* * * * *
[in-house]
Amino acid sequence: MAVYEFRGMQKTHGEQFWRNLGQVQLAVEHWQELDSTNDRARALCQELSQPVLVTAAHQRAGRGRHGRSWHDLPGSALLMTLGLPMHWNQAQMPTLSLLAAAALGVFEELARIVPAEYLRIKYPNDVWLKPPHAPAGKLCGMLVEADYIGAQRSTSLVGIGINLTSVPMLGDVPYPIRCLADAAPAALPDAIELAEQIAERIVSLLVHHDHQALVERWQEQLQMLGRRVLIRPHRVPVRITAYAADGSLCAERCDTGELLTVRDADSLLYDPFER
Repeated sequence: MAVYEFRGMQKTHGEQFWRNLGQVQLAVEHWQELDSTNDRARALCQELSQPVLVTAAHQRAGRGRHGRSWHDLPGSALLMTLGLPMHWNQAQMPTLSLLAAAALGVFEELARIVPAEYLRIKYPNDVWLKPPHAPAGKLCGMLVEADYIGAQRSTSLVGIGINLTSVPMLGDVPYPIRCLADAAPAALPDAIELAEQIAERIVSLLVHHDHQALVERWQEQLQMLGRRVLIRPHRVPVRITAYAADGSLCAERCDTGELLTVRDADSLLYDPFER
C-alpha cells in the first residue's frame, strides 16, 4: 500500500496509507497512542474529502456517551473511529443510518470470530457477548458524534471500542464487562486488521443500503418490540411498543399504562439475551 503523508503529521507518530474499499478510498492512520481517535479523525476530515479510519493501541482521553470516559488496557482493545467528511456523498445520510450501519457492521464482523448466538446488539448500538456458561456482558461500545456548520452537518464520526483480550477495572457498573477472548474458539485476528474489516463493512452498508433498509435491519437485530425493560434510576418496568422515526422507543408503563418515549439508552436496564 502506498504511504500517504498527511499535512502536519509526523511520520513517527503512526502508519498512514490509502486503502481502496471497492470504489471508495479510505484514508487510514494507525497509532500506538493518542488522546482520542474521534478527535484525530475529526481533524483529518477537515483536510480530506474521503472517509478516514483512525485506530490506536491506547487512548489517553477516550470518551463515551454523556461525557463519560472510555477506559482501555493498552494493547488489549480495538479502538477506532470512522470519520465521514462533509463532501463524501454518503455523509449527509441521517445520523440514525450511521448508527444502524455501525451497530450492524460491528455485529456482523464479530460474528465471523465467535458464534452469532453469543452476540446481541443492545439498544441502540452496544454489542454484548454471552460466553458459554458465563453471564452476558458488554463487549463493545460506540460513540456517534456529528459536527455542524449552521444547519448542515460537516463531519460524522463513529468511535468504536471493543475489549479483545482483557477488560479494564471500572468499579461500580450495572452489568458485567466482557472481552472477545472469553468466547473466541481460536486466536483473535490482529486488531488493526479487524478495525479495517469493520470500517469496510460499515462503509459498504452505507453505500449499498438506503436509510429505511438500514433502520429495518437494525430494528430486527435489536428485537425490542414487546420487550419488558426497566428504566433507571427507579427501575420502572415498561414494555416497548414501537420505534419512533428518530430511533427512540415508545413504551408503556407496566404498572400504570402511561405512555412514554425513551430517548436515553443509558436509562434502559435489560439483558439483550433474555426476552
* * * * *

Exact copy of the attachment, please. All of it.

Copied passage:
[in-house]
Amino acid sequence: MAVYEFRGMQKTHGEQFWRNLGQVQLAVEHWQELDSTNDRARALCQELSQPVLVTAAHQRAGRGRHGRSWHDLPGSALLMTLGLPMHWNQAQMPTLSLLAAAALGVFEELARIVPAEYLRIKYPNDVWLKPPHAPAGKLCGMLVEADYIGAQRSTSLVGIGINLTSVPMLGDVPYPIRCLADAAPAALPDAIELAEQIAERIVSLLVHHDHQALVERWQEQLQMLGRRVLIRPHRVPVRITAYAADGSLCAERCDTGELLTVRDADSLLYDPFER
Repeated sequence: MAVYEFRGMQKTHGEQFWRNLGQVQLAVEHWQELDSTNDRARALCQELSQPVLVTAAHQRAGRGRHGRSWHDLPGSALLMTLGLPMHWNQAQMPTLSLLAAAALGVFEELARIVPAEYLRIKYPNDVWLKPPHAPAGKLCGMLVEADYIGAQRSTSLVGIGINLTSVPMLGDVPYPIRCLADAAPAALPDAIELAEQIAERIVSLLVHHDHQALVERWQEQLQMLGRRVLIRPHRVPVRITAYAADGSLCAERCDTGELLTVRDADSLLYDPFER
C-alpha cells in the first residue's frame, strides 16, 4: 500500500496509507497512542474529502456517551473511529443510518470470530457477548458524534471500542464487562486488521443500503418490540411498543399504562439475551 503523508503529521507518530474499499478510498492512520481517535479523525476530515479510519493501541482521553470516559488496557482493545467528511456523498445520510450501519457492521464482523448466538446488539448500538456458561456482558461500545456548520452537518464520526483480550477495572457498573477472548474458539485476528474489516463493512452498508433498509435491519437485530425493560434510576418496568422515526422507543408503563418515549439508552436496564 502506498504511504500517504498527511499535512502536519509526523511520520513517527503512526502508519498512514490509502486503502481502496471497492470504489471508495479510505484514508487510514494507525497509532500506538493518542488522546482520542474521534478527535484525530475529526481533524483529518477537515483536510480530506474521503472517509478516514483512525485506530490506536491506547487512548489517553477516550470518551463515551454523556461525557463519560472510555477506559482501555493498552494493547488489549480495538479502538477506532470512522470519520465521514462533509463532501463524501454518503455523509449527509441521517445520523440514525450511521448508527444502524455501525451497530450492524460491528455485529456482523464479530460474528465471523465467535458464534452469532453469543452476540446481541443492545439498544441502540452496544454489542454484548454471552460466553458459554458465563453471564452476558458488554463487549463493545460506540460513540456517534456529528459536527455542524449552521444547519448542515460537516463531519460524522463513529468511535468504536471493543475489549479483545482483557477488560479494564471500572468499579461500580450495572452489568458485567466482557472481552472477545472469553468466547473466541481460536486466536483473535490482529486488531488493526479487524478495525479495517469493520470500517469496510460499515462503509459498504452505507453505500449499498438506503436509510429505511438500514433502520429495518437494525430494528430486527435489536428485537425490542414487546420487550419488558426497566428504566433507571427507579427501575420502572415498561414494555416497548414501537420505534419512533428518530430511533427512540415508545413504551408503556407496566404498572400504570402511561405512555412514554425513551430517548436515553443509558436509562434502559435489560439483558439483550433474555426476552